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Advanced Container-Managed Persistence

  • August 6, 2003
  • By Saleem Siddiqui, Michael Landy, & Jeff Swisher
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Many-to-Many Relationships

A many-to-many relationship appears frequently in relationship database designs. It is usually implemented through the use of a resolution table because most relational database servers do not support this many-to-many relationship directly, although object modeling supports this relationship well. Although we can create this same resolution entity within our container, why not implement a many-to-many relationship that more accurately represents our actual instances?

For example, our employee system contains a many-to-many relationship implemented through a resolution table (see Figure 5).





Figure 5
Employee relational data model.

Let's now create a many-to-many relationship using the existing employeeData source. The relationship will be exposed via local interfaces of the Employee and Project entity beans. To access these interfaces, we will use the local interfaces of the beans created. The following tasks help us create the required relationships and deployment descriptor for these entity beans:

  1. Right-click on the PROJECT table within the defined data module within the EJB Designer and select Create CMP 2.0 Entity Bean.

  2. Create the many-to-many relationship between the Employee and Project entity beans using the EJB Designer. This is accomplished by right-clicking on the Employee bean and selecting Add, Relationship; then drop the other end of the relationship on the Project entity.

  3. Select the newly created relationship entity called Project, and the relationship editor is created (see Figure 6):


  4. Figure 6
    Relationship editor for a many-to-many relationship.

    • Relationship name: employee-project

    • Multiplicity: many to many

    • Navigability: bidirectional

    • Field name: project

    • Return type: java.util.Collection

    • Getters/setters: local

  5. Click on Edit Table Reference; this launches the Table Reference editor.

  6. Click on Add Cross Table (see Figure 7). After you make the appropriate selections, the Add Cross Table button becomes available.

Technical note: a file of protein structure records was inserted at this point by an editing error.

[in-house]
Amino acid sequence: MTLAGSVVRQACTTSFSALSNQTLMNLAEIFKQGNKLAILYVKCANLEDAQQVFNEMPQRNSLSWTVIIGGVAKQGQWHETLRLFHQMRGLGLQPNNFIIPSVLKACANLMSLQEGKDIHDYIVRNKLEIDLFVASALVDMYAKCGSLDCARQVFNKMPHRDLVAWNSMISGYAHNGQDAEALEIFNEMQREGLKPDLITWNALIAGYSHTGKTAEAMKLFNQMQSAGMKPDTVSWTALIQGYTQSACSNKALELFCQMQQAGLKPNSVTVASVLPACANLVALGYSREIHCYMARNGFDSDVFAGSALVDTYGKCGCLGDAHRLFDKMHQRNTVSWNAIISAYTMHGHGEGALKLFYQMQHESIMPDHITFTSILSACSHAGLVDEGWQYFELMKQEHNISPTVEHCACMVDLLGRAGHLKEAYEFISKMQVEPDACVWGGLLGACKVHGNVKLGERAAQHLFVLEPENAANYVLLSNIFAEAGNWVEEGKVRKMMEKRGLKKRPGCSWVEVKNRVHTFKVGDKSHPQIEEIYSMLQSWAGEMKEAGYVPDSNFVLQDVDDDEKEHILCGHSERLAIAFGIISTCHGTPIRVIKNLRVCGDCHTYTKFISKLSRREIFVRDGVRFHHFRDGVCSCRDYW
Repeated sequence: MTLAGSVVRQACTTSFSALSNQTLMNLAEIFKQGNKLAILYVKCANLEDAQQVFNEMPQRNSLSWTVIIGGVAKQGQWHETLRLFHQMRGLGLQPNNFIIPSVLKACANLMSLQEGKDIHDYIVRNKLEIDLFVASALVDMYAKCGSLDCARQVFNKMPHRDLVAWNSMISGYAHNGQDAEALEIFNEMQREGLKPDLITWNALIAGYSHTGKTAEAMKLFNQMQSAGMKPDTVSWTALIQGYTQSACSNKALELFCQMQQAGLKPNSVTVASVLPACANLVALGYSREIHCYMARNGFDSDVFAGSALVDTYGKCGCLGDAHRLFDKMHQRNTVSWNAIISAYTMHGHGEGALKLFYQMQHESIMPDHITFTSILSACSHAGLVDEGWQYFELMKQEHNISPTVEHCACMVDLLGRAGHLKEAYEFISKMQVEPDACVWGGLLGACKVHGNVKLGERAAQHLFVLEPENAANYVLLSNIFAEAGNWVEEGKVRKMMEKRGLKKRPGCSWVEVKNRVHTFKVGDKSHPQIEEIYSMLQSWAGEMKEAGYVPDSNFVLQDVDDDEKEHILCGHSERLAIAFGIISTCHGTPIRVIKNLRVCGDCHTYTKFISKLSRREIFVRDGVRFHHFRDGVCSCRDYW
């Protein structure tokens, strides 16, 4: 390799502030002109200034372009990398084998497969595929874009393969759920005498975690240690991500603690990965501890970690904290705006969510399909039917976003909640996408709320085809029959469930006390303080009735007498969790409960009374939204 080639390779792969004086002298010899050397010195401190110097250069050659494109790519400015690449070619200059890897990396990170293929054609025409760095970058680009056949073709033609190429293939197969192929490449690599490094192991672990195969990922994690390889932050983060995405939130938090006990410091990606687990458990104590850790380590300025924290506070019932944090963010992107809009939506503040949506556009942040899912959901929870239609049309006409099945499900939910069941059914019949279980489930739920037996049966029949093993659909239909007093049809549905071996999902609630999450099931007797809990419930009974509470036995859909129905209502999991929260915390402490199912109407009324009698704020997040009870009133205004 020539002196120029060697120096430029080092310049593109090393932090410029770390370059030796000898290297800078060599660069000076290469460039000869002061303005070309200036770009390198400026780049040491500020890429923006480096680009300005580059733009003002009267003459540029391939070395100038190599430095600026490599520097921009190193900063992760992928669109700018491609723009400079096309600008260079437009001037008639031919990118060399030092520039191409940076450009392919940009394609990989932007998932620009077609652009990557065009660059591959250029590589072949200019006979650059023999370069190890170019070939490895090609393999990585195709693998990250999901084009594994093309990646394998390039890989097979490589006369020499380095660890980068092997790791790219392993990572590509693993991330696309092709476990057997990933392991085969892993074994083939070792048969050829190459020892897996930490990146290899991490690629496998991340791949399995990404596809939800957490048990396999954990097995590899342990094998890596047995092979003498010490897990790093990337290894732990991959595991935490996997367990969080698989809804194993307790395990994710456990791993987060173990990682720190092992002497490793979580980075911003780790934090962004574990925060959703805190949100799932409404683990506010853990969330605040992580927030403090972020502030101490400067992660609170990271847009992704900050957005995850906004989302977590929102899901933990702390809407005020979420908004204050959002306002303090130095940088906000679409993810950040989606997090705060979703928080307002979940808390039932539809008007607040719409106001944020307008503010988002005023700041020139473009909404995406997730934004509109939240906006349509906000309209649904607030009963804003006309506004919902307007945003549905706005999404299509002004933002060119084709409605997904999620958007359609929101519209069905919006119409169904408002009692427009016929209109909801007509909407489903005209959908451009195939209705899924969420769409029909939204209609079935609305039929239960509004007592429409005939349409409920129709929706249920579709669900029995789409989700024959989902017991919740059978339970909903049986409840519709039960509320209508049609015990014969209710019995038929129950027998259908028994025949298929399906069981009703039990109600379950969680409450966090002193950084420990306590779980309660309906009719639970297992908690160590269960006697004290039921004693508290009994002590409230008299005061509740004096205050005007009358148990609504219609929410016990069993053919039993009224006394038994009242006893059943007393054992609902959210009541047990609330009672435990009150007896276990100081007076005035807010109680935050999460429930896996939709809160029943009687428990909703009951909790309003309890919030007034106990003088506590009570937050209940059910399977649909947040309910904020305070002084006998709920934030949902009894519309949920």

7. Figure 7
    Table Reference editor to establish a many-to-many relationship.

  8. Select the EMPLOYEE_PROJECT table as the cross table (see Figure 8).


  9. Figure 8
    Table Reference editor to establish a many-to-many relationship using a cross table.

  10. Drag EMPLOYEE EMP_NO to the EMPLOYEE_PROJECT EMP_NO and drag EMPLOYEE_PROJECT PROJ_ID to PROJECT PROJ_ID (see Figure 9).

  11. Click OK and compile and save your project.


  12. Figure 9
    Build the relationship between the resolution table and the Employee and Project tables with the connected keys.

Home Business Methods

One of the new changes for the specification is the addition and support for collection methods and business methods contained within the home interface. For example, we might want to calculate the total current salary of all employees. The process for building this is simple:

  1. Add a new method to the Employee entity bean calling it calculateTotalSalary.

  2. Enter the return type to be a java.math.BigDecimal and the target interface should be local home.

  3. Create another finder method with the following parameters:

    • Finder name: findAll

    • Return type: java.util.Collection

    • Parameter: leave empty

    • Method interface: local home

    • Query: SELECT OBJECT(e) FROM Employee AS e

  4. Create a select method with the following properties:

    • Select name: selectAll

    • Return type: java.util.Collection

    • Parameter: leave empty

    • Result type mapping: local

    • Query: SELECT OBJECT(e) FROM Employee AS e

  5. Most of the code for the Employee entity has been generated by the EJB Wizard. The piece we need to add is the implementation of CalculateTotalSalary.

  6. Locate the EmployeeBean class and double-click to view the source.

  7. Locate the ejbHomeCalculateTotalSalary() method in the class.

  8. Implement the method as follows:

  9.  public java.math.BigDecimal  ejbHomeCalculateTotalSalary() {
      float res = 0;
    
      try {
       java.util.Iterator iter = ejbSelectAll().iterator();
       while(iter.hasNext()){
        Employee emp = (Employee)iter.next();
        res = res + emp.getSalary().floatValue();
       }
      }
      catch (FinderException ex) {
       throw new javax.ejb.EJBException(ex);
      }
    
      return new java.math.BigDecimal(new Float(res).toString());
     }

About the Authors

Saleem Siddiqui is a technical architect and trainer with Dunn Solutions Group. He is also a Sun Certified Developer and a Borland Certified JBuilder Instructor. At Dunn, he provides consulting services and business application development.

Michael Landy is Director of Business Applications for Dunn Solutions Group directing the strategic solutions for clients.

Jeff Swisher is a technical manager for the Dunn Solutions Group business applications. He works as a programmer, trainer, architect, and instructional designer. He is a Sun Certified Java Developer and a Borland Certified Instructor in JBuilder.

Source of this material

This material is from Chapter 23: Developing Entity Beans from the book JBuilder Developer's Guide (ISBN: 0-672-32427-X) written by Saleem Siddiqui, Michael Landy, and Jeff Swisher, published by Sams Publishing.

To access the full Table of Contents for the book.


Other Chapters from Sams Publishing:

Web Services and Flows (WSFL)
Overview of JXTA
Introduction to EJBs
Processing Speech with Java
The Java Database Control in BEA Weblogic
Databases and Tomcat
Working with JAX-RPC
Understanding Servlets






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